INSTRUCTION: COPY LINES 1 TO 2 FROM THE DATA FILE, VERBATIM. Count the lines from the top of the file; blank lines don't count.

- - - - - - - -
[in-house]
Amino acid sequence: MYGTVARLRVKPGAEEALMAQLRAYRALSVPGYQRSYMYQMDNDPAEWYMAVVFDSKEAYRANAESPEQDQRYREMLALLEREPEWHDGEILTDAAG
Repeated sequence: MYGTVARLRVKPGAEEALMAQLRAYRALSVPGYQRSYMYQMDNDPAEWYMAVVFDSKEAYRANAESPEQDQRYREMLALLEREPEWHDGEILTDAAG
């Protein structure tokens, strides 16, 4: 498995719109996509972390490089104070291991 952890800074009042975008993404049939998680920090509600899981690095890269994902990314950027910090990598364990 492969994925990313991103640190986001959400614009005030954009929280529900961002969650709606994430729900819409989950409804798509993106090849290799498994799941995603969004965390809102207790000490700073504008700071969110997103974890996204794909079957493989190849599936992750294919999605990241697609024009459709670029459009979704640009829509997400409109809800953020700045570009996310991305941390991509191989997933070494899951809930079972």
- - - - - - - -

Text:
[in-house]
Amino acid sequence: MYGTVARLRVKPGAEEALMAQLRAYRALSVPGYQRSYMYQMDNDPAEWYMAVVFDSKEAYRANAESPEQDQRYREMLALLEREPEWHDGEILTDAAG